We custom-mix group classes by age and skill level. This way students both play among their peers, yet students of varying ages and skill levels can work together to grow as students, musicians and people.
“Jodie has a wonderful way with children. She explains things in ways that they understand and has lots of engaging ideas for practice. My children (ages 5 and 7) love her friendly, approachable manner. As a parent, I also appreciate how clearly she sets out goals and exercises for each week. She has great skill in helping families through the inevitable ups and downs in motivation.
“My children love group class. I would definitely recommend that parents make attendance at group class a priority. The social experience of making music with other children is terrifically motivating, and the group class has musical benefits as well. It introduces the children to ensemble playing and helps them explore dynamics and other musical variations on review pieces.”
— Julie Hessler
Through our website, lessons, social media, email list, and other offerings, we provide regular support, practice tips, and other advice to aid families on their ongoing musical journeys.
At least 3 times each school year we have an opportunity to celebrate our hard work through a recital. Recitals are special occasions where students play with a piano accompanist and experience what it is like to perform alone on stage. Recitals are generally held in October, February and May.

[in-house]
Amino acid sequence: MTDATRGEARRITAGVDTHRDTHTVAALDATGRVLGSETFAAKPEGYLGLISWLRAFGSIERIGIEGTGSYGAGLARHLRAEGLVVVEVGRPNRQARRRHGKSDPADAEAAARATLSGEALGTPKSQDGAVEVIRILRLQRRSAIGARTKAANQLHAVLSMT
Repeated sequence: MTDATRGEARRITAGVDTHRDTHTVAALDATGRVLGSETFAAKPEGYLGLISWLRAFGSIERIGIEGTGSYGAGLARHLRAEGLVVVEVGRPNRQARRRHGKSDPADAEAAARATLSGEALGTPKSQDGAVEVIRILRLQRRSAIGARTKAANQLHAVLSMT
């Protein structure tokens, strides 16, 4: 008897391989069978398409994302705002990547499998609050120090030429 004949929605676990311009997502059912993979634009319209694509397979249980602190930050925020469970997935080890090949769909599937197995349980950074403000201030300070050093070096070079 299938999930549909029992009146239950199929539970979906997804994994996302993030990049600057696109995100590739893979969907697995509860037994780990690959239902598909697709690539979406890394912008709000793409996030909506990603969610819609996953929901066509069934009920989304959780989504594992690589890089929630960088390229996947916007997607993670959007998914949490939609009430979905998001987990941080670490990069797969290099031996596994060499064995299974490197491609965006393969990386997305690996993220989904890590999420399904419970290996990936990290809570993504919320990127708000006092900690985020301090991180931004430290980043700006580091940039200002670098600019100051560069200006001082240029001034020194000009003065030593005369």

ESMA students are required to play in at least 2 recitals per year.
Suzuki Book Graduation Recitals
Graduation recitals are a celebration of progress from a pre-determined level. Graduation recitals differ from the recitals described above in that they consist of only one student. Every part of the family is often part of the musical learning effort, and graduation recitals give the family a chance to recognize and celebrate that effort. Graduation recitals follow more of a free-form recital format, are usually held in the student’s home, and are attended by family and friends.
Individual Parent Support
Teachers are available by phone and email to answer your questions and to provide you with support, advice and motivation for their child’s music education.
Eugene Suzuki Music Academy maintains a lending library to help you expand your knowledge of music, Suzuki, practice, how to work with your child, and other topics. A number of different publications will be available, including trade publications such as the Suzuki Journal, and various books on the Suzuki Method and learning violin.
At ESMA we believe it’s important to share music with the greater community. We encourage students to join us in the joy of making music with various music events throughout the year, attending area musical performances, and more.
“I’m impressed by my daughter’s persistence in daily practice, year after year. It happens because Jodie sets the bar high and expects my daughter to reach for it. And so she does. Her violin experience at ESMA teaches her discipline and responsibility and raises her self-confidence more than maybe anything else in her life.”
— Leslie Pelinka